Actionable tip: If you suffer from procrastination, the first thing to do is RECOGNIZE it. Then you can get help by getting advice from people who have overcome this behavior. Finally, adopt a strategy that will work for you and help you kick this bad habit to the curb so you can practice your piano without further delaying tactics.
22. Practice after every lesson
If you attend piano classes, or have a piano teacher, then this tip is for you. Practicing after every lesson will help you learn faster because whatever has been taught to you is still fresh in your mind.
Actionable tip: Take notes during your lesson so you can anticipate and know exactly what you are going to practice on when you get home.
23. Don’t forget to track your progress
If you regularly update your practice journal, then you are already tracking your progress. It’s a very rewarding feeling to see how far you’ve come and how much you’ve achieved since you started.
Actionable tip: Make sure you update your practice journal after every practice. That’s what the journal is for, after all! When you’ve written several entries you will see just how useful and rewarding it is to know how much you have learned.
24. Muscle memory
One of the most important tips on how to practice piano effectively is to develop muscle memory -- you do something often enough and your muscles will know what to do without putting too much thought into it.
This involuntary skill is useful in many different fields of sports and music. In playing piano, muscle memory plays a significant role whether you play music by ear or if you read music sheets.
In my case, I only read music (that means I can’t play by ear) and I have long determined that the more I practice a piece of music, the easier it gets for me to play it. Once I become familiar with a piece, my fingers seem to have a life on their own — they already know where they’re going to press next.
The key to making sure muscle memory helps you perfect your music is ensuring you get the sequence right. After all, if your muscles remember a faulty sequence then it could prove difficult correcting it later on as your fingers will automatically press the wrong notes or keys.
Use muscle memory to your advantage to help you play more songs better!
Actionable tip: Practice frequently and make sure you are hitting the right notes when you practice so your brain and fingers ‘record’ the correct pattern. You will eventually find yourself playing the same sequence faster and more naturally than ever before.
25. Ask a friend or family member to listen to you play.
While a recorder does a great job of letting you listen to what you practiced, and gain insight as to where you need to improve, another pair of ears may give you feedback different to yours.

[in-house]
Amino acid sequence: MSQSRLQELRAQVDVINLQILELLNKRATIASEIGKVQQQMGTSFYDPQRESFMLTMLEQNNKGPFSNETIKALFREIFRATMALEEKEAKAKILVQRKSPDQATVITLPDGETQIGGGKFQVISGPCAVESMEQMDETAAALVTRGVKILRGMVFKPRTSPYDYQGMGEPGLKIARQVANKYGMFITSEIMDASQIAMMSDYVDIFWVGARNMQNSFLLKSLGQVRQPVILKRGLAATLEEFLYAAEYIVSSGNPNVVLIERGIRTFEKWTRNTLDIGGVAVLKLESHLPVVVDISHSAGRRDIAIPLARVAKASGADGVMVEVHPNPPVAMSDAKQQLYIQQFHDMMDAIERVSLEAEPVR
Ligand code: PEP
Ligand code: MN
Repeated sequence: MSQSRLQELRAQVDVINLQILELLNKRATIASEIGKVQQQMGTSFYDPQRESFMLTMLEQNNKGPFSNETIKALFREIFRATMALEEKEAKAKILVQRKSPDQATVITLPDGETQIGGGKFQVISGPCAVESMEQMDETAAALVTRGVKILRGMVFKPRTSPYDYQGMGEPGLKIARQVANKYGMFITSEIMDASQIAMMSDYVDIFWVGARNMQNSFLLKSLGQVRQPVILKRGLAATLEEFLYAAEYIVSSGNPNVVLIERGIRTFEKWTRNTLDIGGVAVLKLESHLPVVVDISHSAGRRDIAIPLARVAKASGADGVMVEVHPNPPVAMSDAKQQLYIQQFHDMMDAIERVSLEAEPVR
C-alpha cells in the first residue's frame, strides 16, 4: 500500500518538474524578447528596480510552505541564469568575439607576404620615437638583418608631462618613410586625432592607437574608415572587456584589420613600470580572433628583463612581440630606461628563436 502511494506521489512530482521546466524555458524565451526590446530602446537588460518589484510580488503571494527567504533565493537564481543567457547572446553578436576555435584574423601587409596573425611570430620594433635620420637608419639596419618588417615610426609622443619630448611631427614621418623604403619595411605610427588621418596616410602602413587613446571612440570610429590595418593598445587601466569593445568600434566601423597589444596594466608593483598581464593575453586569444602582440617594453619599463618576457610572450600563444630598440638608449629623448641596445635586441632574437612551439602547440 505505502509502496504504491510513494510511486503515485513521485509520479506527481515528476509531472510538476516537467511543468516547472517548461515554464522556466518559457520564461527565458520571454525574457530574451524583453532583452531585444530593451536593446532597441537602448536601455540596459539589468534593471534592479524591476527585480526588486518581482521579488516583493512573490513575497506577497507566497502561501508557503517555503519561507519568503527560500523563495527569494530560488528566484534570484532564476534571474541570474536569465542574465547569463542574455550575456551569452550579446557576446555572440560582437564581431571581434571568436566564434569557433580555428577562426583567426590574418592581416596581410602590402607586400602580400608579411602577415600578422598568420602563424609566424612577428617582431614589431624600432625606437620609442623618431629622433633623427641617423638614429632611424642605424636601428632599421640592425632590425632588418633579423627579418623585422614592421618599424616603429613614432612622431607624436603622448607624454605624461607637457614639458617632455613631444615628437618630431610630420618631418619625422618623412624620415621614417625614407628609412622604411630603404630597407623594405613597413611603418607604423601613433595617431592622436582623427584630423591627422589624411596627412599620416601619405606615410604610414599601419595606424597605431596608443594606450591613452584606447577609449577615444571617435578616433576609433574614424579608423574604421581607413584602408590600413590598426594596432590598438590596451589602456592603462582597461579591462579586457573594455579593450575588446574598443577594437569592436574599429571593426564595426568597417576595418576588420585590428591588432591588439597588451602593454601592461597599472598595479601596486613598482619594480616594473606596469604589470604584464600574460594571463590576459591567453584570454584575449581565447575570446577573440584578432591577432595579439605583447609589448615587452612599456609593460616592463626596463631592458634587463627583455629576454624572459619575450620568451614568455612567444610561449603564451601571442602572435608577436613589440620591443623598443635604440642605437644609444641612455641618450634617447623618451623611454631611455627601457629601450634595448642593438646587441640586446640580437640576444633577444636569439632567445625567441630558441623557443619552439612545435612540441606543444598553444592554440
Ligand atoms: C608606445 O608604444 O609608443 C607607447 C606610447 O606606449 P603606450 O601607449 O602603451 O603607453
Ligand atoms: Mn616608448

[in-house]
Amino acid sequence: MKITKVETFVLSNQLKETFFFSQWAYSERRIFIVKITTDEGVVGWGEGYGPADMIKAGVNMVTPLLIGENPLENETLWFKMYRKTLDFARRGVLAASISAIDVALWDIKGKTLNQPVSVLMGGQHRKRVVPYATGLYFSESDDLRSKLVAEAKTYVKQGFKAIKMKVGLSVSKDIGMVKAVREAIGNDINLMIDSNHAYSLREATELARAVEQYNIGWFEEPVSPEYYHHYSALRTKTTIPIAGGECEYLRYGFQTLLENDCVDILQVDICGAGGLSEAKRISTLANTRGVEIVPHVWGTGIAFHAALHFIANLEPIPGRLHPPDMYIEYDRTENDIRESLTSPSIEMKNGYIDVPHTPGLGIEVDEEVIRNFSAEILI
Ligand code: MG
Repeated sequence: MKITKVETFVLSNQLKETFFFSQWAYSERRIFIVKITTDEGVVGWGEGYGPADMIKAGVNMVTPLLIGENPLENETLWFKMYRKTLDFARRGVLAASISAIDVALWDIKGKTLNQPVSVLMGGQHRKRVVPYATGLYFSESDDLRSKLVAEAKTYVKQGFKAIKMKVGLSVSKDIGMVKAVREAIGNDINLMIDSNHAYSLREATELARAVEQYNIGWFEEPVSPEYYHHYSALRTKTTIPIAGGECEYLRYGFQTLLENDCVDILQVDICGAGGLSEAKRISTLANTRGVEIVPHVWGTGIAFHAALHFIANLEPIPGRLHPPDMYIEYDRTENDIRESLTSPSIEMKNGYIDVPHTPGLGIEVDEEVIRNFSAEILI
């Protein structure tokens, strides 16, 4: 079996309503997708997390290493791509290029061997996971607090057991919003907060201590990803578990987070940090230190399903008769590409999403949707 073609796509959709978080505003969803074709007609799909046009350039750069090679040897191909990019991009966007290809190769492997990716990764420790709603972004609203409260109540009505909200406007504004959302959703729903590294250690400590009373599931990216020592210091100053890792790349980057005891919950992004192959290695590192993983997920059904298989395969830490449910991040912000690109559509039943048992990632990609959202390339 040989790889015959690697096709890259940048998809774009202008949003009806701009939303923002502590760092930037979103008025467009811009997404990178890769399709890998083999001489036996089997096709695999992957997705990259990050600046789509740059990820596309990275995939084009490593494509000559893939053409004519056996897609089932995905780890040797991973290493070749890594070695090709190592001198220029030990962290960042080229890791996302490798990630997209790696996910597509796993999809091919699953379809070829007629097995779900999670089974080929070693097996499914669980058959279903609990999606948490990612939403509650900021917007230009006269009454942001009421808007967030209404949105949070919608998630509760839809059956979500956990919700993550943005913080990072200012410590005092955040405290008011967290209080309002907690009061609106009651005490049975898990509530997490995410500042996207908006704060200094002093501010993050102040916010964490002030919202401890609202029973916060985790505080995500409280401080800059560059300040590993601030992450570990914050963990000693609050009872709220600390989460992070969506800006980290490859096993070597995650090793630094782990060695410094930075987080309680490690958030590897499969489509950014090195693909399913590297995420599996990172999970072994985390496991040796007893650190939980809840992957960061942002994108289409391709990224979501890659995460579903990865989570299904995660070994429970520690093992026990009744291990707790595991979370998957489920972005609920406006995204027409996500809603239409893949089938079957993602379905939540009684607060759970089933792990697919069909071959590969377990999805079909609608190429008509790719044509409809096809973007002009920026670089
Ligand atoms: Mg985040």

Maybe you sound good enough to yourself, but another person may say you sounded off key on some notes.
Of course, hearing praise and positive comments from someone whose opinion you value is a wonderful motivation!
Actionable tip: Don’t be shy! Talk to a friend or family member and ask them to hear you play. I personally think hearing criticism from friends and loved ones is always better (and less painful) than hearing it from strangers.
26. Be very patient
Mastering any instrument takes time, and the piano is no different. It may take you anywhere from a few weeks to a few months to master the basics and then a few more months to start playing a song from start to finish (this would of course depend on the difficulty of the piece).
If you are determined to put in the work and the time to succeed at playing, then chances are you are going to succeed.
Actionable tip: Everytime you start feeling frustrated, take a deep breath and remember why you are practicing. You can also try counting slowly from 1 to 10 and visualizing your goal. For example, if your goal is to play in front of thousands of people and be recognized for your musical talent, then imprint that on your mind. Recall that image whenever you feel that you’re not progressing quickly enough.
27. Reward yourself!
I find that rewarding myself after practicing a particularly difficult piece feels very satisfying. I usually treat myself to something special like my favorite ice cream or a massage.
Do the same for yourself. You’ve done the hard work - it’s time to reward yourself for a job well done!
Actionable tip: Think of something you would love to do but rarely find the time to do so. Then use it as an inspiration when practicing. When you finally perfect the song you’ve been working on, then by all means reward yourself! You deserve it.
28. Socialize with other pianists
Surrounding yourself with like-minded people can be a source of motivation and inspiration for you.If there’s a piece of music that’s proving too difficult for you, you can ask them for help. If you want someone to provide positive criticism and actually give you useful suggestions on how to improve, then these friends will be more than willing to help you.
Try socializing with other pianists and see where that takes you.
Actionable tip: The best way to socialize is still by physical interaction (for me at least) but nowadays you can easily connect with other piano students in online forums and social media.
Online or offline, do not be afraid to reach out – you just might be surprised at how fast you’ll gain like-minded friends.
29. Enjoy practicing
There will be instances when you will feel frustrated. That’s okay, that’s actually pretty normal. Just take a break to clear your head. Don’t allow your frustrations to build up. Remember, mastering the piano does not happen overnight. It will take time. Just make sure you enjoy your practice time and have fun!
Actionable tip: Make practice time enjoyable. What I usually do when I start getting bored or frustrated is I sing while playing. And what I mean by singing is actually making up some funny lyrics to make myself laugh or singing at the top of my lungs (I only do this when I know no one can hear me).
30. Continue to challenge yourself
As you practice and master a variety of music, always seek to move forward and encourage yourself to learn more complicated pieces. Don’t be complacent with what you already know — always endeavor to study more and improve.
Actionable tip: There are plenty of websites on the Internet that sell musical sheets for all kinds of music – from the classics to the most recent chart topping songs. Test yourself and impress everyone around you by playing something new!